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Read all of the PD's fire coverage here

When Miles Blakesley aimed his Subaru Forester in the direction of an ominous orange glow early Oct. 9, the 19-year-old had no idea what to expect. He just knew he wanted to help.

“I wasn’t going to go home and sleep,” said Blakesley, who was driving friends home from a world folk concert at Petaluma’s Mystic Theatre shortly before midnight when he saw flames from Highway 101. “This is my hometown that’s on fire. What kept me going was that there might be people up there that needed help.”

He dropped his three friends at their home near Steele Lane, and headed toward Fountaingrove. After taking Chanate Road to Fountaingrove Parkway, he ended up on Brush Creek Road, where he first saw the magnitude of the fires, he said. It was 1 a.m.

He would spend six hours driving back roads, looping through neighborhoods including Fountaingrove, Rohnert Park, Bennett Valley, Kenwood and Cotati. He traveled through dense smoke, passing twisted metal frames of burned-out cars and skeletons of homes, searching for a chance to lend a hand.

“It was a total apocalypse. It was terrifying,” the Santa Rosa High School graduate said.

Around 4:30 a.m., he headed to the Bennett Ridge neighborhood for a better vantage point. Instead, he found Alison Reynolds.

“She was standing at the end of her driveway, looking around,” he said. “All the neighbors had left ... I thought, ‘Is she OK? Is she with people?’ I pulled up and she was in shock, like almost traumatized at this point.”

The smell of smoke had roused Reynolds, 68, from bed an hour earlier. Reynolds and her husband, David Trezise, tried to escape the Bennett Ridge Road home where they had lived for a dozen years, but were stopped within a quarter-mile by walls of flames destroying homes and vegetation.

Their neighbor, Bill Barnier, joined them as they waited at home, considering the option of taking refuge in their swimming pool. They would later learn that flames came within 10 feet of the house. Bennett Ridge lost about 100 homes. Two of seven homes in their cul-de-sac burned. Reynolds said it occurred to the group to try and drive down the road again that harrowing morning, but in that moment, as flames encroached, it didn’t seem possible.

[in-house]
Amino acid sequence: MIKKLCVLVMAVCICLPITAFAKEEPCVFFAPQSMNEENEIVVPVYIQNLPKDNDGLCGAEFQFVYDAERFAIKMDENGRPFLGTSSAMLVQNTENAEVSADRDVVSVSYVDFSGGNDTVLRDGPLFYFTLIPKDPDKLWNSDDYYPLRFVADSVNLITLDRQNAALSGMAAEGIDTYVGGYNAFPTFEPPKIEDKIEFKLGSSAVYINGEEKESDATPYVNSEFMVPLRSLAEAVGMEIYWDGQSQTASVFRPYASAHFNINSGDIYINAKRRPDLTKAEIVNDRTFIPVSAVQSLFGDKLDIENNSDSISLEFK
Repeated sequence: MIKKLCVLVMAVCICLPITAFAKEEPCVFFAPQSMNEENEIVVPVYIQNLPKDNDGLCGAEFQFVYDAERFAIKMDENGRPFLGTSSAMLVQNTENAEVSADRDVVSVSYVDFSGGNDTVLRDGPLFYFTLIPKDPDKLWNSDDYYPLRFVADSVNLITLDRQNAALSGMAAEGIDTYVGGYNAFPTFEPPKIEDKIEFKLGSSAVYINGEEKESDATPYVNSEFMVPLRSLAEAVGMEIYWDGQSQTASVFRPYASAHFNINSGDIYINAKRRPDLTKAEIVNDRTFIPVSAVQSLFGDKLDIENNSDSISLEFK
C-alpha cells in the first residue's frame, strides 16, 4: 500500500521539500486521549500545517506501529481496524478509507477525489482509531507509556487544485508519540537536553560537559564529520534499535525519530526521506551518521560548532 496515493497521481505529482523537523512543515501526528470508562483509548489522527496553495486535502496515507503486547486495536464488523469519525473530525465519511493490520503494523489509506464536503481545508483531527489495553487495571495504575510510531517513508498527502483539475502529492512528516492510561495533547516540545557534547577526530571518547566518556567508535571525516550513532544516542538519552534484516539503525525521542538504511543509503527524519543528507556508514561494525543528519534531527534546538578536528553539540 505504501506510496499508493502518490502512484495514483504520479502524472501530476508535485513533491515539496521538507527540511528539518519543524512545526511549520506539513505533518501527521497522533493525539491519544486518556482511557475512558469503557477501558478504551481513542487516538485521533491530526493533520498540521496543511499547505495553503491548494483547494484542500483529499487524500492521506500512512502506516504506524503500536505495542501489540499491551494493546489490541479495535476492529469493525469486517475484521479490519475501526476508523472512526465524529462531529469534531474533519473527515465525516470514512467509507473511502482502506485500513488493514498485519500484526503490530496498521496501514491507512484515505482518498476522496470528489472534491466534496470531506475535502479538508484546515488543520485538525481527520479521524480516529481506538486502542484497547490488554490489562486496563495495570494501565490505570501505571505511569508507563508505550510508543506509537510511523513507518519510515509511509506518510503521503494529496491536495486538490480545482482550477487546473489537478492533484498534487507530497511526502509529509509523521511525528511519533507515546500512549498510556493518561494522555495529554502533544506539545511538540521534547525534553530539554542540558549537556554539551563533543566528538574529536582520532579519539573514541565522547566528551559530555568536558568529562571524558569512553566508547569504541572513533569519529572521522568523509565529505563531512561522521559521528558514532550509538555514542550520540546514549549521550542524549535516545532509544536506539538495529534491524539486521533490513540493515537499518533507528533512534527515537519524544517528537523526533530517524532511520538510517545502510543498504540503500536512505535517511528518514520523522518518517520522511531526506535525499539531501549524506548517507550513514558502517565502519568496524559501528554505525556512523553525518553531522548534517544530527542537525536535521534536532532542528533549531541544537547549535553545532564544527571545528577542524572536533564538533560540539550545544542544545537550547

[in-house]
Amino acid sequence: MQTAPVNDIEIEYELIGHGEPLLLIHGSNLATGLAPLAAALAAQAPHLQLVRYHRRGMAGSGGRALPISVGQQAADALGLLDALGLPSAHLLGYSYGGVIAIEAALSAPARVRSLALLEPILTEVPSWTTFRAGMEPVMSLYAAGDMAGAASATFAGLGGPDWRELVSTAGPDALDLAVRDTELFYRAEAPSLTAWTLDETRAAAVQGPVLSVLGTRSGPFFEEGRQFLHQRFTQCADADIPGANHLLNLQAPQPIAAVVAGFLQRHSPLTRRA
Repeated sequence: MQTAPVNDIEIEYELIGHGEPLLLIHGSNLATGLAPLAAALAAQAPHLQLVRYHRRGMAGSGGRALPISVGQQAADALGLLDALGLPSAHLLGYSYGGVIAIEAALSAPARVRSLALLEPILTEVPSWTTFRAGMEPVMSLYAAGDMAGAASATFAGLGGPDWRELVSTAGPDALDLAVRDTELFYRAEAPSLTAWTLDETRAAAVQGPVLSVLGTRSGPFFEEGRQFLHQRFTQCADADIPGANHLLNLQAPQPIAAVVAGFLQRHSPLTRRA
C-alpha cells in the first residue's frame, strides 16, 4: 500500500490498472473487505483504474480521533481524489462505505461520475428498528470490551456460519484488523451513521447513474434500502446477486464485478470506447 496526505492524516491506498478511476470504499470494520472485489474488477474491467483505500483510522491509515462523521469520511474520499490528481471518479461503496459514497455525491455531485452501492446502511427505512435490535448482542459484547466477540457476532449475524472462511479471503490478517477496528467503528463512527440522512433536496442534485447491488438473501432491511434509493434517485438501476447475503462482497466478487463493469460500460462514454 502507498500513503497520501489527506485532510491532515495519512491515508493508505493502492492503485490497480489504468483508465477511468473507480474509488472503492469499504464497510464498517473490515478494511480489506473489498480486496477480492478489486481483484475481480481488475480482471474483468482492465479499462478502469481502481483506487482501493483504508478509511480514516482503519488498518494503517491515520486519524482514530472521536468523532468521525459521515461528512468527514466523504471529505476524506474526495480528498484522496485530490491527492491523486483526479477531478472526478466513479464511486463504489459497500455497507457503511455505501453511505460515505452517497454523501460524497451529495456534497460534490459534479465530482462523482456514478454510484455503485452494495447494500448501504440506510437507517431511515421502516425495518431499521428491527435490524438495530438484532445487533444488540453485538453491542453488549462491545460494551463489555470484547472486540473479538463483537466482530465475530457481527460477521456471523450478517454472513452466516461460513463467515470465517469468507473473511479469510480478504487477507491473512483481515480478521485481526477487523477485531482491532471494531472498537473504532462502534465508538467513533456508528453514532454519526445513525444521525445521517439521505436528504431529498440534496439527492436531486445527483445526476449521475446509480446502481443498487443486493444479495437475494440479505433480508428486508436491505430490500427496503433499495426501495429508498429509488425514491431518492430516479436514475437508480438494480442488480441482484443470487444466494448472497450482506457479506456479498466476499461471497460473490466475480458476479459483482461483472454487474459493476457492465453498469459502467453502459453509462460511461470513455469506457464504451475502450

About 4:30 Monday morning, Reynolds walked to the bottom of her driveway to check the fire’s progress from a different view. That’s when a 2010, bluish-green station wagon drove up. The driver said his name was Miles and he could help. She had never seen him before.

“It was just one of those little moments where the timing is everything,” Reynolds said later.

Guided by the teen, who activated his hazard flashers and high-beams, the trio traveled at 5 mph in a caravan of three cars down Rollo Road to Bennett Valley Road, Blakesley said.

There was no doubt in his mind that he would deliver them to safety, despite downed power lines, limited visibility and flames. He felt calm. The Santa Rosa native trusted his sense of direction and what he described as a photographic memory.

“I was determined at that point,” he said. “No matter what happened, I would have done everything in my power to make sure they got back down.”

At Bennett Valley Road, the group hugged and parted. The trio were the only people he rescued that night.

Blakesley finally went home around 6 a.m. and took a brief nap before heading to work at Slice of Life in Sebastopol.

In the more than seven months since, “I have never forgotten what happened with Alison and her husband,” said Blakesely, who now works as a cook at Shari’s Cafe and Pies.

“That was the main thing that stood out to me that night. I’m not really a religious person, I’m more spiritual ... but Alison said she was praying that someone would send someone up there, and her prayers were answered. I can’t deny that. The timing could not have been better.”

The brief and unlikely intersection of their lives was also etched into Reynolds’ memory. Months passed, and she didn’t see or hear from the mystery man. In an attempt to find him, she emailed more than 100 neighbors, contacted fire and law enforcement agencies, and placed a classified ad in The Press Democrat beginning April 18. A May 8 article told her story.

That morning, Blakesley’s mother called him about the story. He reached out to Reynolds on Facebook. He wasn’t aware she’d been searching for him.

They met at her Bennett Ridge home May 14, and spent an hour talking about that night.

“It was very emotional for me,” Reynolds said, calling Blakesley a “true hero.” “It was very overwhelming to finally have Miles there, physically with us.”

For Blakesley, the reunion was cathartic.

“It was emotional — there was also closure,” he said. “It felt good, it felt gratifying. They asked if there was anything they could do, and I told them this is enough. It’s the personal satisfaction. A simple thank you is all I need.”

The teen, whose father, Glenn, died from sepsis when Blakelsey was 13, has a felony burglary conviction from a 2016 incident.

He said the crime was linked to a previous struggle with substance abuse. The Oct. 9 rescue sparked a desire to possibly pursue a career as a paramedic, he said.

“I’ve got this stigma, a lot of people think I’m a bad person because of that original crime, but then something like this happened,” said Blakesley, who is still on probation. “I hope it shows people that’s not who I am as a person, that’s not the lifestyle I want for myself. I was going down a self-destructive path.

“The best thing I can do for myself is try to help others.”

You can reach Staff Writer Hannah Beausang at 707-521-5214 or hannah.beausang@pressdemocrat.com. On Twitter @hannahbeausang.

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